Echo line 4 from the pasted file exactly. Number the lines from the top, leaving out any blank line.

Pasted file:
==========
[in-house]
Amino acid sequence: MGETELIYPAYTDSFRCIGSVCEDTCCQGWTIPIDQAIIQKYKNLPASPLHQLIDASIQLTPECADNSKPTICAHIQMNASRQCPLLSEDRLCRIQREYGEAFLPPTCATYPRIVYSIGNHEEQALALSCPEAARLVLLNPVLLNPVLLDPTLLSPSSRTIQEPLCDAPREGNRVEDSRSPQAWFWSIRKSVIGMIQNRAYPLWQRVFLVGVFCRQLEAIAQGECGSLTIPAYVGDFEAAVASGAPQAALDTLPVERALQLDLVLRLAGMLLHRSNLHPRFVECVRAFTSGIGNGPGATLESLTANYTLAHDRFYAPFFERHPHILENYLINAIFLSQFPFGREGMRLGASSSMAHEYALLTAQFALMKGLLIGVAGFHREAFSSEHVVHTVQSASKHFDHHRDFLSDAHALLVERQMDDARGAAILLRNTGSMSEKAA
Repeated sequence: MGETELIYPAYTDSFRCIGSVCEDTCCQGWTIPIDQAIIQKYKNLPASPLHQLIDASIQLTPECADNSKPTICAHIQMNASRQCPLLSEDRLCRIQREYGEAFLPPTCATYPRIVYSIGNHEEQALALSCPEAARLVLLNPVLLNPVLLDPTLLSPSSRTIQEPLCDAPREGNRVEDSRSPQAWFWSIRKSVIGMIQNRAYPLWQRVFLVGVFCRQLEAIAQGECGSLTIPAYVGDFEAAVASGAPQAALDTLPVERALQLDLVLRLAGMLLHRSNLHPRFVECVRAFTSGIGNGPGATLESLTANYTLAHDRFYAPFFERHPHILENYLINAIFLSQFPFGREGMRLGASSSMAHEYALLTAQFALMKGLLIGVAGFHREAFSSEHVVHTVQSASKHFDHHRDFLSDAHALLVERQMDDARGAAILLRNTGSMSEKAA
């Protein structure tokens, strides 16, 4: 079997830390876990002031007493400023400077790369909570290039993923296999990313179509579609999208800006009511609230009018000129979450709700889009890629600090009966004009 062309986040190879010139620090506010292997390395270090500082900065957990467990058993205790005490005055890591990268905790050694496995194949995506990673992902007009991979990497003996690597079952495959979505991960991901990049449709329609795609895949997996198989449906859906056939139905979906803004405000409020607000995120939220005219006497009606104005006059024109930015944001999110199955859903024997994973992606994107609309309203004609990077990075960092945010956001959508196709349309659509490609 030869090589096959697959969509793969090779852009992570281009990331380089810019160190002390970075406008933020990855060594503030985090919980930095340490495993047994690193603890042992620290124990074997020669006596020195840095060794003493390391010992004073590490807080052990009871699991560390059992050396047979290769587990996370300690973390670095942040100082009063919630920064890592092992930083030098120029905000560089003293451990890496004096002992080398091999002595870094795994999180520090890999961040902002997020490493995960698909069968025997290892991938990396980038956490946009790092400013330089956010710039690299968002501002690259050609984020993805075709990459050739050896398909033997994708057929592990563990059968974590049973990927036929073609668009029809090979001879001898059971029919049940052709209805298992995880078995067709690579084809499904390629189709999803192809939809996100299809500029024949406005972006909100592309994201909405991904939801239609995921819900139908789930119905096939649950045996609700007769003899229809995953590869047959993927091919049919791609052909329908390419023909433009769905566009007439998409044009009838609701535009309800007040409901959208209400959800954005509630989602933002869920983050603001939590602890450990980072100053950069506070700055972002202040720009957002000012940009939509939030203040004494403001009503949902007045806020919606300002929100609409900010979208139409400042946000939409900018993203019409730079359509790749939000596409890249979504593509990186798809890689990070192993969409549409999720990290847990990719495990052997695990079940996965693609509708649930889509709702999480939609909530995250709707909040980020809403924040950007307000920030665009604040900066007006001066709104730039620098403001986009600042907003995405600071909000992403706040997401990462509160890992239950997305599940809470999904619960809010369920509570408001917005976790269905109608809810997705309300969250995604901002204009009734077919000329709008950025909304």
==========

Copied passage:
């Protein structure tokens, strides 16, 4: 079997830390876990002031007493400023400077790369909570290039993923296999990313179509579609999208800006009511609230009018000129979450709700889009890629600090009966004009 062309986040190879010139620090506010292997390395270090500082900065957990467990058993205790005490005055890591990268905790050694496995194949995506990673992902007009991979990497003996690597079952495959979505991960991901990049449709329609795609895949997996198989449906859906056939139905979906803004405000409020607000995120939220005219006497009606104005006059024109930015944001999110199955859903024997994973992606994107609309309203004609990077990075960092945010956001959508196709349309659509490609 030869090589096959697959969509793969090779852009992570281009990331380089810019160190002390970075406008933020990855060594503030985090919980930095340490495993047994690193603890042992620290124990074997020669006596020195840095060794003493390391010992004073590490807080052990009871699991560390059992050396047979290769587990996370300690973390670095942040100082009063919630920064890592092992930083030098120029905000560089003293451990890496004096002992080398091999002595870094795994999180520090890999961040902002997020490493995960698909069968025997290892991938990396980038956490946009790092400013330089956010710039690299968002501002690259050609984020993805075709990459050739050896398909033997994708057929592990563990059968974590049973990927036929073609668009029809090979001879001898059971029919049940052709209805298992995880078995067709690579084809499904390629189709999803192809939809996100299809500029024949406005972006909100592309994201909405991904939801239609995921819900139908789930119905096939649950045996609700007769003899229809995953590869047959993927091919049919791609052909329908390419023909433009769905566009007439998409044009009838609701535009309800007040409901959208209400959800954005509630989602933002869920983050603001939590602890450990980072100053950069506070700055972002202040720009957002000012940009939509939030203040004494403001009503949902007045806020919606300002929100609409900010979208139409400042946000939409900018993203019409730079359509790749939000596409890249979504593509990186798809890689990070192993969409549409999720990290847990990719495990052997695990079940996965693609509708649930889509709702999480939609909530995250709707909040980020809403924040950007307000920030665009604040900066007006001066709104730039620098403001986009600042907003995405600071909000992403706040997401990462509160890992239950997305599940809470999904619960809010369920509570408001917005976790269905109608809810997705309300969250995604901002204009009734077919000329709008950025909304």